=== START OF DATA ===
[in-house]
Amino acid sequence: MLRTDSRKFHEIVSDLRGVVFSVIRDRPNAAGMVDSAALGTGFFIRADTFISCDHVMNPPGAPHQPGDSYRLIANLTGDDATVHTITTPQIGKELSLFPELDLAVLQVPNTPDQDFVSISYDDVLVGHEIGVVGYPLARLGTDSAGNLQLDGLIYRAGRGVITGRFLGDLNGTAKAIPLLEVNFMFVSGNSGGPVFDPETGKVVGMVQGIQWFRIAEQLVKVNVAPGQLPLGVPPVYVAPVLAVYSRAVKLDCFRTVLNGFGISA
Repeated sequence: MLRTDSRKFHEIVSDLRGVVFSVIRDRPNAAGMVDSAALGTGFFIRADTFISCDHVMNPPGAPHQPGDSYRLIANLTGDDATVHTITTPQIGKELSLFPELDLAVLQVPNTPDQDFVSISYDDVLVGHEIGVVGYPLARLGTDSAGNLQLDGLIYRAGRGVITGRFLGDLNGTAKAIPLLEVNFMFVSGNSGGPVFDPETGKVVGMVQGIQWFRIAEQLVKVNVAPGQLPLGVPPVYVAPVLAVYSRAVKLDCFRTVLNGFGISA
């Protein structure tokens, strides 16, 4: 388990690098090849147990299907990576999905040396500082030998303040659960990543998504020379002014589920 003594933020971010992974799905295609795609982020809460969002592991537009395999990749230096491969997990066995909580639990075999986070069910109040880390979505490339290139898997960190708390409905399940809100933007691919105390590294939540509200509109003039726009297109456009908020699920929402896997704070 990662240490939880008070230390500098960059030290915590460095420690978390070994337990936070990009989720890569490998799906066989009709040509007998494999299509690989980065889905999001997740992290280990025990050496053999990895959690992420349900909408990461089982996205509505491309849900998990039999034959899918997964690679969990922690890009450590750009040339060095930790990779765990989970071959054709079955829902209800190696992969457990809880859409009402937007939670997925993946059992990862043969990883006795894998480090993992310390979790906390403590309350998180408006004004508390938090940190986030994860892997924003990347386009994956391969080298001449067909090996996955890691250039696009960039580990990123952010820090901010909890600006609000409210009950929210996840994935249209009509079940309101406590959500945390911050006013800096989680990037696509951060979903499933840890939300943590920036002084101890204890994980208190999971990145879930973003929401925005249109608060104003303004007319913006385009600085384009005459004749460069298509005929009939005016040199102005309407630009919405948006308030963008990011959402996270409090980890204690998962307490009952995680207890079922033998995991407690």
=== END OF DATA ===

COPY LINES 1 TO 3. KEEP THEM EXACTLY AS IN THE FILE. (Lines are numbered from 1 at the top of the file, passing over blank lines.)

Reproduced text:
[in-house]
Amino acid sequence: MLRTDSRKFHEIVSDLRGVVFSVIRDRPNAAGMVDSAALGTGFFIRADTFISCDHVMNPPGAPHQPGDSYRLIANLTGDDATVHTITTPQIGKELSLFPELDLAVLQVPNTPDQDFVSISYDDVLVGHEIGVVGYPLARLGTDSAGNLQLDGLIYRAGRGVITGRFLGDLNGTAKAIPLLEVNFMFVSGNSGGPVFDPETGKVVGMVQGIQWFRIAEQLVKVNVAPGQLPLGVPPVYVAPVLAVYSRAVKLDCFRTVLNGFGISA
Repeated sequence: MLRTDSRKFHEIVSDLRGVVFSVIRDRPNAAGMVDSAALGTGFFIRADTFISCDHVMNPPGAPHQPGDSYRLIANLTGDDATVHTITTPQIGKELSLFPELDLAVLQVPNTPDQDFVSISYDDVLVGHEIGVVGYPLARLGTDSAGNLQLDGLIYRAGRGVITGRFLGDLNGTAKAIPLLEVNFMFVSGNSGGPVFDPETGKVVGMVQGIQWFRIAEQLVKVNVAPGQLPLGVPPVYVAPVLAVYSRAVKLDCFRTVLNGFGISA